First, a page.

I start my days early. And not because I’m a morning person. (Coach Will checking in 👋)
I pull myself out of bed, slip on sweats, and stumble in front of the little space heater in the office of my apartment.
Yawning, bleary-eyed in the artificial overhead light, I take a sip of water and settle onto a purple cushion that my love gave me.
I start breathing as deeply as I can, pulling in enough air to stretch the sides and back of my ribs. The quick rush of oxygen usually makes my fingers tingle; I imagine the lights being switched on in each of my cells.
After thirty (or so) breaths--I can never count clearly--I hold.
I just stop breathing.
I feel my hands on my lap. I listen to my heart beat. I watch my eyelids.
After a few rounds of heavy breathing, I am ready: I start meditating. My breath is now smooth, unhurried.
With as little effort as possible, I become aware of everything in my field of consciousness. All the sensations and thoughts and sounds. I just notice them, and then notice as they slip away.
And in those moments of early morning stillness, void of breath and to-do lists, I find space, which is what I’m after.
With space, I have room to maneuver, to consider, to explore, and to not do a damn thing. I have space to be myself.
And much like physical space, inner space--the expanse of our minds--takes a conscious clearing to be maintained.
In a very real sense, space is a rare thing in our universe: atoms are compelled to fill available space, merely because of the rules of dispersion and entropy. The incessant energetic vibration of all things means that open space doesn’t exist for very long before it is filled.
This physical reality, which is such a central focus in mobility training (joint space is the prerequisite for healthy joints), is a characteristic of our minds as well. Except instead of vibrating atoms rushing in, we have thoughts, emotions and sensations ricocheting around our consciousness, clogging the potential space of our inner world.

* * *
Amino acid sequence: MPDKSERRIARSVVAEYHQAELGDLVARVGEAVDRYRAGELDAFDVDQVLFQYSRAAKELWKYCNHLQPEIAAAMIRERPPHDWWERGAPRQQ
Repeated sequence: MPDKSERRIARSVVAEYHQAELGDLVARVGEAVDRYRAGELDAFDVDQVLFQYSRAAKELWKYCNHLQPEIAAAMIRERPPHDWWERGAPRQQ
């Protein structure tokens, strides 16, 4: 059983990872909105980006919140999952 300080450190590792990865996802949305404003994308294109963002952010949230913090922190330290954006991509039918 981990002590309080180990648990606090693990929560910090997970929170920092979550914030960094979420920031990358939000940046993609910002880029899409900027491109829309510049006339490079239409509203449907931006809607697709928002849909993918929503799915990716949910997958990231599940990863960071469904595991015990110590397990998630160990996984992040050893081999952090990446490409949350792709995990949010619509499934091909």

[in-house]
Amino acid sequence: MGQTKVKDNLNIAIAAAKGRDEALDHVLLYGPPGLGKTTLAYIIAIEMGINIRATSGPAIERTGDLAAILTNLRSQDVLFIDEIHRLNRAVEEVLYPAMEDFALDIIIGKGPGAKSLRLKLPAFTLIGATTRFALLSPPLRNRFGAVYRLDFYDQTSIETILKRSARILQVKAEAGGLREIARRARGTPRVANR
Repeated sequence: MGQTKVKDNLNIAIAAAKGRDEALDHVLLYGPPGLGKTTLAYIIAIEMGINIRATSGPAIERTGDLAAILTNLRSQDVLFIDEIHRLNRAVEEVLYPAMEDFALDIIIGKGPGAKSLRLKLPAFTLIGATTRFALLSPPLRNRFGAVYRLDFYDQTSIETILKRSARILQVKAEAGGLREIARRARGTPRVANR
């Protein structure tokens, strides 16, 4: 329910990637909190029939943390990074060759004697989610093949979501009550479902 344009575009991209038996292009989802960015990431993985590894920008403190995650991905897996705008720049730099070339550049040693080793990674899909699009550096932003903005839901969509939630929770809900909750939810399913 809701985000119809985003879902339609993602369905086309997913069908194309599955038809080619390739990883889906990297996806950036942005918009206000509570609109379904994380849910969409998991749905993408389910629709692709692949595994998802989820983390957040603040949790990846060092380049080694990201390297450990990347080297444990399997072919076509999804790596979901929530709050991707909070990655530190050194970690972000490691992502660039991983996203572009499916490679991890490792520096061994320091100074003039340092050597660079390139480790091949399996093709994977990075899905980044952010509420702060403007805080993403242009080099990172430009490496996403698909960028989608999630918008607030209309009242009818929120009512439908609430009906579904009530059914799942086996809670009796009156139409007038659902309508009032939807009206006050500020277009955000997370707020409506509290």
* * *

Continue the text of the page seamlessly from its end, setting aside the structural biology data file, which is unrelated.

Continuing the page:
But recently, through the work of meditating, I came to realize that the space I was after, that made me feel on firm ground before I waded out into the chaos of life, was just that: a feeling of my conscious mind, and specifically a feeling of being unencumbered.
Further, and critically, I realized that such a feeling was not actually a void of activity, but was made possible by the shifting of processes (like breathing and heart-beating, but so much more, too) to my unconscious.
The unconscious brain is a fantastic thing, with much more capacity than the conscious brain. We rely on the automaticity of this unconscious for countless daily mental acrobatics (like driving, reading strangers, understanding language, “intuition”, etc), and accomplish these tasks much more quickly and efficiently than a computer might.
Which is all to say: the “universe” of our minds--with more than 100,000,000,000,000 connections--is mostly made up of processes of which we are unaware. Imagine an iceberg 50 stories tall, with just a few feet protruding out of the waves. Our unconscious is all of the ice under the water.
To me, that is a reassuring (conscious) thought. Suddenly, the space I work to feel in my conscious mind isn’t actually a refuge at all, but a vista from which I might witness the operational majesty that is the unconscious brain.
Put another way: the feeling of lacking space, of being closed in by thoughts of worry, anxiety, distraction--all events in the conscious mind--is really just a function of how limited the conscious mind actually is. It is the seal sitting atop the iceberg, who hasn’t yet realized that they can swim.
But of course, we can “swim”. By clearing the space of our conscious mind, we can become aware of the incredible agility of rest of our minds, and direct that power.
To your gold,